Her Nightmare—coping with her husband—a driven captain—and the frightening seas of the Great Southern Ocean. Eight hundred miles WNW of Cape Horn they encountered the Ultimate Wave which pitchpoled their sailboat and turned it into a leaking lifeboat. Pulling together, they struggled over 42 days to reach the coast of southern Chile while family and friends all but gave up hope.
    About the Author
    Réanne Hemingway-Douglass grew up in the Great Lakes region and Washington D.C. She attended Pomona College, Claremont Graduate University in Southern California, and the Université de Grenoble, France. After teaching French for twenty years, she joined her husband, Don Douglass, in their manufacturing and backpacking business. In the 1970s she and Don were the first American couple to attempt a circumnavigation of the Southern Hemisphere by sailboat. Réanne’s best-selling book, Cape Horn: One Man’s Dream, One Woman’s Nightmare, tells the story of their pitchpoling near Cape Horn. In her fifties, Réanne and her friend Katherine Wells were the first women to bicycle across Tierra del Fuego. Réanne’s articles on bicycling, cruising and women’s issues have appeared in numerous outdoor magazines. She and Don are the authors of a series of six detailed nautical guidebooks and maps from Baja Mexico to Prince William Sound, Alaska. Réanne is also the author of The Shelburne Escape Line – Secret Rescues of Allied Aviators by the French Underground, The British Royal Navy and London’s MI-9. The Douglasses live on Fidalgo Island in Washington State, U.S.A.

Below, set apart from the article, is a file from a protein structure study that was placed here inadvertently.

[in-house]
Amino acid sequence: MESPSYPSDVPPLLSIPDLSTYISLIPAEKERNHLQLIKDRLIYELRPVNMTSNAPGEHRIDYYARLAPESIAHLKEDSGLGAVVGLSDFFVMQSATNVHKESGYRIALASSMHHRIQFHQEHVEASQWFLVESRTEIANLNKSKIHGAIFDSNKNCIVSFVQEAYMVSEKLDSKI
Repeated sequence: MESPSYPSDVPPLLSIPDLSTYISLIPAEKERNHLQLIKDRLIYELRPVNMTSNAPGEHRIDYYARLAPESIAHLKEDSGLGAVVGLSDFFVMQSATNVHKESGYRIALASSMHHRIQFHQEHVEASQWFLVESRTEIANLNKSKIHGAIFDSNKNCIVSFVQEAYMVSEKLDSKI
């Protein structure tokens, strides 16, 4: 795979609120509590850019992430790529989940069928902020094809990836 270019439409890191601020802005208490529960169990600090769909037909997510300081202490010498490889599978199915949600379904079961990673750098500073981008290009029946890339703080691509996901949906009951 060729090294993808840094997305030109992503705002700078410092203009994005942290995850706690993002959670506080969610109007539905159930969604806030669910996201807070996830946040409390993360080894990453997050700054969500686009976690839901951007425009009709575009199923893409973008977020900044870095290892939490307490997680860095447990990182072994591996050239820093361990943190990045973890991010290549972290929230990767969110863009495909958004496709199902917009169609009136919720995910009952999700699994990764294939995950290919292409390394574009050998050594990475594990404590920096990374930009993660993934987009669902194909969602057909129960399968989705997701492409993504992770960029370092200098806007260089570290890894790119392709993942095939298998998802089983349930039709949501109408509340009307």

10. Jack McCullough

    My name is Jack McCullough. I would like to donate my book to every prison library in Washington. I was arrested in 2011 in Seattle and convicted of Murder in Illinois. I was released from prison in April 2016. I offer hope to all prisoners that were wrongfully convicted. I am free, thanks to a brave prosecutor that sacrificed his career to get me freed. The name of my book is “You don’t know Jack by inmate 33566” My email address is jack98133@outlook.com

  11. MaryJa

    I live in the Portland area, Can I take my book donations to the Portland branch rather than mail them to Seattle?